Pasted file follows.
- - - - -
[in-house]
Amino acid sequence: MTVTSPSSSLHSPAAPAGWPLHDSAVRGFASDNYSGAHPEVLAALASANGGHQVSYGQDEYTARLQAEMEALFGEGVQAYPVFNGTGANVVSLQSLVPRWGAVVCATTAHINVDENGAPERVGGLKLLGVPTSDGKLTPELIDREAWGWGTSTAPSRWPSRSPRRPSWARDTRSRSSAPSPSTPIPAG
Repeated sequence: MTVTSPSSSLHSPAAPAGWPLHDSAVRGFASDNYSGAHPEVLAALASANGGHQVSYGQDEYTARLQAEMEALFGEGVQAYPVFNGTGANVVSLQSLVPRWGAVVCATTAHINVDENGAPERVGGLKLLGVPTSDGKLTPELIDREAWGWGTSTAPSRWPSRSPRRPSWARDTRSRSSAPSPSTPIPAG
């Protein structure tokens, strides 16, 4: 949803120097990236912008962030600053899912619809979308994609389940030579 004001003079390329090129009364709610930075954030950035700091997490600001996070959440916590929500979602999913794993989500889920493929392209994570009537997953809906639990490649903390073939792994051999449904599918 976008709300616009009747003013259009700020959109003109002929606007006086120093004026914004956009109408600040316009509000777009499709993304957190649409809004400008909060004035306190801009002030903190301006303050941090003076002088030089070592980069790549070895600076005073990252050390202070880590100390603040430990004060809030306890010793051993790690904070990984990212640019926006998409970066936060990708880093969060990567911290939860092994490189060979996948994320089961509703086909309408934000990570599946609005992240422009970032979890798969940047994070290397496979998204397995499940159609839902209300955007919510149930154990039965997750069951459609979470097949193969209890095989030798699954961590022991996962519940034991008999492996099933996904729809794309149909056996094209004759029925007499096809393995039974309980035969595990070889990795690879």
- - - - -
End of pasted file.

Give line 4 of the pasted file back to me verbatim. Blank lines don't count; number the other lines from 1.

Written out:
């Protein structure tokens, strides 16, 4: 949803120097990236912008962030600053899912619809979308994609389940030579 004001003079390329090129009364709610930075954030950035700091997490600001996070959440916590929500979602999913794993989500889920493929392209994570009537997953809906639990490649903390073939792994051999449904599918 976008709300616009009747003013259009700020959109003109002929606007006086120093004026914004956009109408600040316009509000777009499709993304957190649409809004400008909060004035306190801009002030903190301006303050941090003076002088030089070592980069790549070895600076005073990252050390202070880590100390603040430990004060809030306890010793051993790690904070990984990212640019926006998409970066936060990708880093969060990567911290939860092994490189060979996948994320089961509703086909309408934000990570599946609005992240422009970032979890798969940047994070290397496979998204397995499940159609839902209300955007919510149930154990039965997750069951459609979470097949193969209890095989030798699954961590022991996962519940034991008999492996099933996904729809794309149909056996094209004759029925007499096809393995039974309980035969595990070889990795690879």